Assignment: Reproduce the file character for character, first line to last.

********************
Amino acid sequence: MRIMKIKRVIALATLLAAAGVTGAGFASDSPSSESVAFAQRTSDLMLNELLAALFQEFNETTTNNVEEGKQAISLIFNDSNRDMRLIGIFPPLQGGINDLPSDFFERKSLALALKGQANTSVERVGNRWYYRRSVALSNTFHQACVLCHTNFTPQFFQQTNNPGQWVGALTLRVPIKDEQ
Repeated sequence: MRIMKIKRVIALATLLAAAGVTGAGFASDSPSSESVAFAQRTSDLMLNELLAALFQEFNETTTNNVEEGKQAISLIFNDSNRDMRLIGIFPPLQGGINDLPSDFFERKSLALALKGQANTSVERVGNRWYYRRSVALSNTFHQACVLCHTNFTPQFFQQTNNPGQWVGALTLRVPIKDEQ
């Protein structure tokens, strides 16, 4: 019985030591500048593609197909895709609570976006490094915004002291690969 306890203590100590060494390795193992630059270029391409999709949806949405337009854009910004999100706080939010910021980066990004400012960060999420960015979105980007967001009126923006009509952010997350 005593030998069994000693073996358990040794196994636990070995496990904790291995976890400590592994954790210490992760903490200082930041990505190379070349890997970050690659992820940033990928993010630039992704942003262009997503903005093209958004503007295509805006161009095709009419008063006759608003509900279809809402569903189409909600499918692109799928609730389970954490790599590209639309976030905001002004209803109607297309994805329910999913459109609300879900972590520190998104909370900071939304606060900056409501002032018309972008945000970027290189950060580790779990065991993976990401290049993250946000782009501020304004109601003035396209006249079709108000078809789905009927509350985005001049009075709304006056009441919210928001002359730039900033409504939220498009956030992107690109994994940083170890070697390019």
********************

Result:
Amino acid sequence: MRIMKIKRVIALATLLAAAGVTGAGFASDSPSSESVAFAQRTSDLMLNELLAALFQEFNETTTNNVEEGKQAISLIFNDSNRDMRLIGIFPPLQGGINDLPSDFFERKSLALALKGQANTSVERVGNRWYYRRSVALSNTFHQACVLCHTNFTPQFFQQTNNPGQWVGALTLRVPIKDEQ
Repeated sequence: MRIMKIKRVIALATLLAAAGVTGAGFASDSPSSESVAFAQRTSDLMLNELLAALFQEFNETTTNNVEEGKQAISLIFNDSNRDMRLIGIFPPLQGGINDLPSDFFERKSLALALKGQANTSVERVGNRWYYRRSVALSNTFHQACVLCHTNFTPQFFQQTNNPGQWVGALTLRVPIKDEQ
């Protein structure tokens, strides 16, 4: 019985030591500048593609197909895709609570976006490094915004002291690969 306890203590100590060494390795193992630059270029391409999709949806949405337009854009910004999100706080939010910021980066990004400012960060999420960015979105980007967001009126923006009509952010997350 005593030998069994000693073996358990040794196994636990070995496990904790291995976890400590592994954790210490992760903490200082930041990505190379070349890997970050690659992820940033990928993010630039992704942003262009997503903005093209958004503007295509805006161009095709009419008063006759608003509900279809809402569903189409909600499918692109799928609730389970954490790599590209639309976030905001002004209803109607297309994805329910999913459109609300879900972590520190998104909370900071939304606060900056409501002032018309972008945000970027290189950060580790779990065991993976990401290049993250946000782009501020304004109601003035396209006249079709108000078809789905009927509350985005001049009075709304006056009441919210928001002359730039900033409504939220498009956030992107690109994994940083170890070697390019």